Several strands in the international development of taxation during the last decades have contributed to structural problems that act as a hinder and even counteract the basis for gender equality. A general problem is that tax equity has become equivalent to what is good for economic growth. When social justice no longer plays a part in tax policy concern, the welfare state erodes. The income gap becomes extremely large, poverty increases, and the rich don’t pay their fair share of the tax burden. As women relative to men in most intersections of society have a subordinated socio-economic position, the outcome of this tax policy is not beneficial for women. This outcome stands out as deeply contradictory to the layers of legal obligations and policies, on both a national and international level, aiming to promote gender equality. The aim of this paper is to expose how tax laws can consolidate and even strengthen economic inequalities between men and women. I will discuss the deeply rooted culture of supporting the bread-winner family model by extensive tax expenditures, and why these type of regulations serves as disincentives to women’s labour market supply and the gendered inequality in the distribution of paid and unpaid work. Another topic is to explain why the world-wide loss of redistributive power in national tax systems is fuelling gender inequalities. The relation between gender equality and the taxation of capital income will be given some extra attention, with the purpose to make an argument that sustainable tax bases is very much a women’s issue.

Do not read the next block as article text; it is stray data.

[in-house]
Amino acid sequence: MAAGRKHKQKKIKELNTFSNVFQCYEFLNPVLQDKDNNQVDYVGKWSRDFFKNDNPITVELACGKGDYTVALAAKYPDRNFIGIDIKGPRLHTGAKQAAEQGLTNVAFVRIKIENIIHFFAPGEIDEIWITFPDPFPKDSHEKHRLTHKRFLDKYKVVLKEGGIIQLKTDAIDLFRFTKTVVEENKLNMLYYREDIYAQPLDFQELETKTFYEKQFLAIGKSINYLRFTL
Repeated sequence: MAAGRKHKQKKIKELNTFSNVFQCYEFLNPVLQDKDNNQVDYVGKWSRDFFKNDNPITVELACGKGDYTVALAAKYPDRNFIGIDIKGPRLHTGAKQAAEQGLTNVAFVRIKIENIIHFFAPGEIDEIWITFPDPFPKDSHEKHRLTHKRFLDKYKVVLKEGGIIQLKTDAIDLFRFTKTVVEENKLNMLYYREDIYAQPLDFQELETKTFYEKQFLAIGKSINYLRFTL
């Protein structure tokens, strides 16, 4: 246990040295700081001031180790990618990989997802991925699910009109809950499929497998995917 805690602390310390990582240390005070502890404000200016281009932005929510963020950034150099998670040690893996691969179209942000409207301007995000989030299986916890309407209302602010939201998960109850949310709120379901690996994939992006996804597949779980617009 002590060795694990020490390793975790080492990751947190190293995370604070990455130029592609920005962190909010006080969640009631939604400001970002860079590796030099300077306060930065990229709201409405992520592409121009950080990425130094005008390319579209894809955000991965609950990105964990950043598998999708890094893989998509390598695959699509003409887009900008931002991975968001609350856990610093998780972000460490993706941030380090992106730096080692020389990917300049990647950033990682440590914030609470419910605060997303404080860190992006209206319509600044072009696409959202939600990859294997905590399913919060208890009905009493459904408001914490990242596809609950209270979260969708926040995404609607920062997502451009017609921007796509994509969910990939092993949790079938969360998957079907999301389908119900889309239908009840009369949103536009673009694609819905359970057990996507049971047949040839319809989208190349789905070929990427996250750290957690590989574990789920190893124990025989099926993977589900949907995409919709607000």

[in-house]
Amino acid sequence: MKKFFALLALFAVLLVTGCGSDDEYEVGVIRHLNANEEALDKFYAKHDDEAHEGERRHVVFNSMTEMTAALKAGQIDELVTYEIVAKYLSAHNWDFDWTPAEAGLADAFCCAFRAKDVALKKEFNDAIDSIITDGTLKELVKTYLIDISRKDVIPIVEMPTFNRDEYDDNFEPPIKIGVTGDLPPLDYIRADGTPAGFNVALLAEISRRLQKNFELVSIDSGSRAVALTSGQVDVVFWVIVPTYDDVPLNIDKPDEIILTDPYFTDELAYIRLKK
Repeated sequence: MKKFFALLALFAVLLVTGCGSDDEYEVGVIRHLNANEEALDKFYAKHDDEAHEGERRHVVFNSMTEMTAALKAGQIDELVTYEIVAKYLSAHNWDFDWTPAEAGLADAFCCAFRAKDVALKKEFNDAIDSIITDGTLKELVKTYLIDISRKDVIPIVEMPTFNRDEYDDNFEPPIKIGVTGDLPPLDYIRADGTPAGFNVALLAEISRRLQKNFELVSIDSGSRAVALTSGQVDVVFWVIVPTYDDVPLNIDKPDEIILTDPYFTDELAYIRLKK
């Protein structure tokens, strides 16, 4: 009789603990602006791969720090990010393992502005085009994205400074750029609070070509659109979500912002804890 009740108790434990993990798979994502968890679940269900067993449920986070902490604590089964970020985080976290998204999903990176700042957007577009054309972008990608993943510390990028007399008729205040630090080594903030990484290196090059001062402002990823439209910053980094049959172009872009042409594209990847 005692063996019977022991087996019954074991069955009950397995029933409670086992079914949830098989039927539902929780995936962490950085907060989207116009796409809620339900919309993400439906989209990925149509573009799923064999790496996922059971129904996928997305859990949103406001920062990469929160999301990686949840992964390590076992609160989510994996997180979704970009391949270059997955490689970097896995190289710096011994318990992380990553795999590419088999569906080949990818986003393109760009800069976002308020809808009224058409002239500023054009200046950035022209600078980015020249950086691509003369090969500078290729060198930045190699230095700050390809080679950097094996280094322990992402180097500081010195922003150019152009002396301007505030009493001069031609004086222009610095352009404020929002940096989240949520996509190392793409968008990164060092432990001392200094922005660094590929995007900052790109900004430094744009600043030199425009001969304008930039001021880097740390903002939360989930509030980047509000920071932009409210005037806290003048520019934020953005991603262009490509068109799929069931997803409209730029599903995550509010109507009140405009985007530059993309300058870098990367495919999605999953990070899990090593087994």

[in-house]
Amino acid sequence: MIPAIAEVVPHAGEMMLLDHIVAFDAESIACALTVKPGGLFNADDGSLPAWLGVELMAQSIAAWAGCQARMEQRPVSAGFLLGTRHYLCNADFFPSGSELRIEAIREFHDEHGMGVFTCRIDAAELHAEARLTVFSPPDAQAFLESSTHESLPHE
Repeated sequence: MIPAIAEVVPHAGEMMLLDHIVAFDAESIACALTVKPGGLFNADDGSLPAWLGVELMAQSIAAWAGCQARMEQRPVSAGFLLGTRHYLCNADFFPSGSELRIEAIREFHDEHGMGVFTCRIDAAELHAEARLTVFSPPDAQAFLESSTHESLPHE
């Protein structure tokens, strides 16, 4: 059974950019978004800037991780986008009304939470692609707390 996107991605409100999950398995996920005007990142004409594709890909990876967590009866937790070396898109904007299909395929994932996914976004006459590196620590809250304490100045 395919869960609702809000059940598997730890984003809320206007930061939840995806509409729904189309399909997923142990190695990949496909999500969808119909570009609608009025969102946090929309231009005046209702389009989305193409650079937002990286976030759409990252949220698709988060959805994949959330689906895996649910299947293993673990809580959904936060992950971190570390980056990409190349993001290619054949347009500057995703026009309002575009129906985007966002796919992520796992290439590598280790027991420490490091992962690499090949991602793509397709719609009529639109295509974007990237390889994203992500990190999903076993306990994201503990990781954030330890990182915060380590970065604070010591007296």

|Place of Publication||Frederiksberg |
|Publisher||Copenhagen Business School [wp]|
|Number of pages||15|
|Publication status||Published - 2020|
|Series||CBS LAW Research Paper|
- Gender equality
- Tax policy